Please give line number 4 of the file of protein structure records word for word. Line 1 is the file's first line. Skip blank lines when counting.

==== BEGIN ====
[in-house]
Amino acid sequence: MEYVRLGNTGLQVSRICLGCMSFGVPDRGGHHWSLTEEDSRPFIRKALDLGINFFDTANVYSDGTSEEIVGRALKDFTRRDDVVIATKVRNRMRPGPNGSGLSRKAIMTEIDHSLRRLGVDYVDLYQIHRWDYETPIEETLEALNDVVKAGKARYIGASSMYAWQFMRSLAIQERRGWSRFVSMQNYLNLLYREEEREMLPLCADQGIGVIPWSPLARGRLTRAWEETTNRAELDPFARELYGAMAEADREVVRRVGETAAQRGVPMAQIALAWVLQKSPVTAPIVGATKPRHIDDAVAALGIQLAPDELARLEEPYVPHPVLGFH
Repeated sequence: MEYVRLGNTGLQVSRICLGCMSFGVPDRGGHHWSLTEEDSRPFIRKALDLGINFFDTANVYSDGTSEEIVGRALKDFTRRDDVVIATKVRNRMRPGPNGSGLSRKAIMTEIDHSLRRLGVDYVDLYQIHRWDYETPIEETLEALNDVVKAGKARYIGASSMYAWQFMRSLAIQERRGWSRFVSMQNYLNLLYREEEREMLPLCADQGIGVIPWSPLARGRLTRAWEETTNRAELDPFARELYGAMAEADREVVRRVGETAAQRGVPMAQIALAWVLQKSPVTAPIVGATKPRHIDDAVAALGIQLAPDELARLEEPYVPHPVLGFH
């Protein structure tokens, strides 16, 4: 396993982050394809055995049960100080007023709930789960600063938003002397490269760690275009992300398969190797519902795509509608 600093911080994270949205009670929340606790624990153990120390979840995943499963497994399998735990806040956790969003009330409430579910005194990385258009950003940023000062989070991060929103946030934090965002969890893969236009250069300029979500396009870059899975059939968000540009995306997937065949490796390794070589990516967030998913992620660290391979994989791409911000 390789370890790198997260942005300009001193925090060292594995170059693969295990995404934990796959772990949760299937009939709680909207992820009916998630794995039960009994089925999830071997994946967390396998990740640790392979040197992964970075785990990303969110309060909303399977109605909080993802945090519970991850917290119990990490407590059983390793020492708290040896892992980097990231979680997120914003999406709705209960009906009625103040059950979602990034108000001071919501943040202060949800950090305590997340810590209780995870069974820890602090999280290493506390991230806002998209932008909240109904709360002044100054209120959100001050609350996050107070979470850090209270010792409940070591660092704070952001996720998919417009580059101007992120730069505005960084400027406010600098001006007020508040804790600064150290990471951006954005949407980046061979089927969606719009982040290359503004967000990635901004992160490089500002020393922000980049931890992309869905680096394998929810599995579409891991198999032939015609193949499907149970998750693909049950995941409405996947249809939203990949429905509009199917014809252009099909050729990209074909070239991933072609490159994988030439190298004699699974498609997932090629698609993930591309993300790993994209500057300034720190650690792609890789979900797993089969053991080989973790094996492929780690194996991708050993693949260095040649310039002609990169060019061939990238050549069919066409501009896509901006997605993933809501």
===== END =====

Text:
């Protein structure tokens, strides 16, 4: 396993982050394809055995049960100080007023709930789960600063938003002397490269760690275009992300398969190797519902795509509608 600093911080994270949205009670929340606790624990153990120390979840995943499963497994399998735990806040956790969003009330409430579910005194990385258009950003940023000062989070991060929103946030934090965002969890893969236009250069300029979500396009870059899975059939968000540009995306997937065949490796390794070589990516967030998913992620660290391979994989791409911000 390789370890790198997260942005300009001193925090060292594995170059693969295990995404934990796959772990949760299937009939709680909207992820009916998630794995039960009994089925999830071997994946967390396998990740640790392979040197992964970075785990990303969110309060909303399977109605909080993802945090519970991850917290119990990490407590059983390793020492708290040896892992980097990231979680997120914003999406709705209960009906009625103040059950979602990034108000001071919501943040202060949800950090305590997340810590209780995870069974820890602090999280290493506390991230806002998209932008909240109904709360002044100054209120959100001050609350996050107070979470850090209270010792409940070591660092704070952001996720998919417009580059101007992120730069505005960084400027406010600098001006007020508040804790600064150290990471951006954005949407980046061979089927969606719009982040290359503004967000990635901004992160490089500002020393922000980049931890992309869905680096394998929810599995579409891991198999032939015609193949499907149970998750693909049950995941409405996947249809939203990949429905509009199917014809252009099909050729990209074909070239991933072609490159994988030439190298004699699974498609997932090629698609993930591309993300790993994209500057300034720190650690792609890789979900797993089969053991080989973790094996492929780690194996991708050993693949260095040649310039002609990169060019061939990238050549069919066409501009896509901006997605993933809501």